For the first time this season, the Ohio State Buckeyes looked like themselves. A 63-10 home win over Western Kentucky is hardly a barometer for the rest of the season, but it’s encouraging that the Buckeyes finally handled an opponent in expected fashion after a pair of less-than-convincing wins over Indiana and Youngstown State to start the 2023 campaign.
It might be disingenuous (or a matter of being spoiled) to nitpick a 53-point win over a team with a prolific passing attack, but that’s why this column exists. Here are the things that caused my acid reflux to act up on Saturday against Western Kentucky.
While Kyle McCord has been solid on downfield throws and short passes in this young season, his intermediate game has sometimes been iffy. That was evident again on the first drive of the game.
After the Buckeyes picked up a quick first down at the Western Kentucky 33-yard line, TreVeyon Henderson ran for six yards on first down and a throw to Cade Stover went for a loss of one, setting up third down. Julian Fleming got ridiculously wide open on third, but McCord’s pass was absolutely awful, missing badly and putting the opening drive in jeopardy.
Ryan Day opted not to try a long field goal and left his offense on the field. McCord threw high again on 4th-and-5, but Emeka Egbuka went up in traffic and pulled it down to extend the drive. Henderson went 21 yards for the opening touchdown on the next play. McCord’s medium game needs a little more work in terms of consistency.
Ohio State’s offense was set up nicely at the OSU 48-yard line to start its second drive of the game after the Buckeye defense stopped the Hilltoppers on fourth down. Marvin Harrison Jr. caught a 9-yard pass on first down to set up short yardage. However, once again, the Buckeye struggled to convert a short-yardage run.
Although the line could have done a better job, Henderson was too tentative on the run. The speedy back hesitated and tiptoed when he approached the line of scrimmage, waiting for a hole to appear, rather than simply slamming forward with power and getting his first down. As a result, he was tackled short of the line to gain, and Ohio State took an early timeout to set up a run-of-the-mill, third-and-short situation.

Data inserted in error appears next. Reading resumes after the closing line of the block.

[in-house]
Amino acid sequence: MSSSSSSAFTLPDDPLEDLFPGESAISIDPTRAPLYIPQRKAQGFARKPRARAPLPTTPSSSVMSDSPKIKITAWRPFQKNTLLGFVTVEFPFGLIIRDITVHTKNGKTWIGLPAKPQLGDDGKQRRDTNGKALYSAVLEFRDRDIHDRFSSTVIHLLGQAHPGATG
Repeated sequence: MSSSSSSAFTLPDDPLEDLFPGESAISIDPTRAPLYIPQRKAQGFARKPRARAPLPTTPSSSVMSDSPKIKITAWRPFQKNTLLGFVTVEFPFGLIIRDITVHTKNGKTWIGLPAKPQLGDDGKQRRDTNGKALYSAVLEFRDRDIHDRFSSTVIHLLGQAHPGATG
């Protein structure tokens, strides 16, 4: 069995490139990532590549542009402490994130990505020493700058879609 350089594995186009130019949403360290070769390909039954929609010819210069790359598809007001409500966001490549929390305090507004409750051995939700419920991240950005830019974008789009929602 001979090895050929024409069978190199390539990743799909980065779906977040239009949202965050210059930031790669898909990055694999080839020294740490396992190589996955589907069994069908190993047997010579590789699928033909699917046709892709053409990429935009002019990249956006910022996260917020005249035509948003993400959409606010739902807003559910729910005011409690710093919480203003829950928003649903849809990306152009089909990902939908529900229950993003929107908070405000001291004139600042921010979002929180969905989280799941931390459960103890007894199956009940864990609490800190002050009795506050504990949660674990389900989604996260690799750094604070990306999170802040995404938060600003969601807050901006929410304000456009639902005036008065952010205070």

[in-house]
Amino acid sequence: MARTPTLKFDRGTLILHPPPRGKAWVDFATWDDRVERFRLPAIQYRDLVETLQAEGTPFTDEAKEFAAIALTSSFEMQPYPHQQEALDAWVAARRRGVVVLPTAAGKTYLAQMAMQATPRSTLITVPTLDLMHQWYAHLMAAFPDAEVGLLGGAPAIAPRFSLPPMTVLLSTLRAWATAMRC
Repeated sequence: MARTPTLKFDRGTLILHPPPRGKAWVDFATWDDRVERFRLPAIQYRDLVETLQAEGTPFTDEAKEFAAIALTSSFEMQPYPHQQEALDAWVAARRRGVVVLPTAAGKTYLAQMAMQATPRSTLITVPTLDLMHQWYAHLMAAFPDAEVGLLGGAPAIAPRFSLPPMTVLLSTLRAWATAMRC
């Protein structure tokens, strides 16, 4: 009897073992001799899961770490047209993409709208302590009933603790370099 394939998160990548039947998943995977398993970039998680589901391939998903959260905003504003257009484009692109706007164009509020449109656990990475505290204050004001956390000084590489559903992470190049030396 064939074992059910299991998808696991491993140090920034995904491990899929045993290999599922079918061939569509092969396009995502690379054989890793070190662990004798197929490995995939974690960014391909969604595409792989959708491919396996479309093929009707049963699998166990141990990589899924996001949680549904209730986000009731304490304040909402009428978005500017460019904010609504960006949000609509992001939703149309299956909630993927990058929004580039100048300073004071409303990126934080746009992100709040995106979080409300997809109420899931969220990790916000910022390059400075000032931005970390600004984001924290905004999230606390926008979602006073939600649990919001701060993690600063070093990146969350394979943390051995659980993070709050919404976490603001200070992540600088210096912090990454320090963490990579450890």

Sometimes the hole isn’t there and you’ve got to make your own. That’s the running back’s job. Henderson otherwise had a fine afternoon, rushing for 88 yards and a pair of scores on 13 carries.
Come On, Kyle!
One play after Henderson picked up two yards to extend the second OSU drive, the Buckeyes’ QB1 made a big mistake. In the face of pressure, McCord was loose with the ball and suffered a strip sack, allowing Western Kentucky to jump on the football and take it away. Hosea Wheeler made the hit and McCord had the ball away from his body, losing the handle. Deante McCray fell on the loose pumpkin and the Hilltoppers took over in good field position at their own 41-yard line. Inspired by the turnover, the Western Kentucky offense dove down the field and got points on the ensuing drive.
It’s hard to find many flaws in McCord’s game, aside from the bad miss to Fleming early and the fumble. He otherwise completed 19-of-23 for 318 yards and three touchdowns without tossing an interception.
The ‘T’ in JT Tuimoloau did not exactly stand for “tackling” on the Western Kentucky drive after McCord’s fumble. Down the field in coverage, he failed to wrap up sophomore tight end River Helms and gave up a critical first down to the Hilltoppers.
Here’s where I get to sound old by saying that today’s players don’t tackle properly and it’s an epidemic. In every game I see across the country, there are way too many instances of defenders running into ball carriers as hard as they can but failing to wrap up. Tuimoloau simply lowered his shoulder and expected his opponent to fall down after contact. That might happen sometimes, but it’s not good form and is exactly what your opponent wants you to do.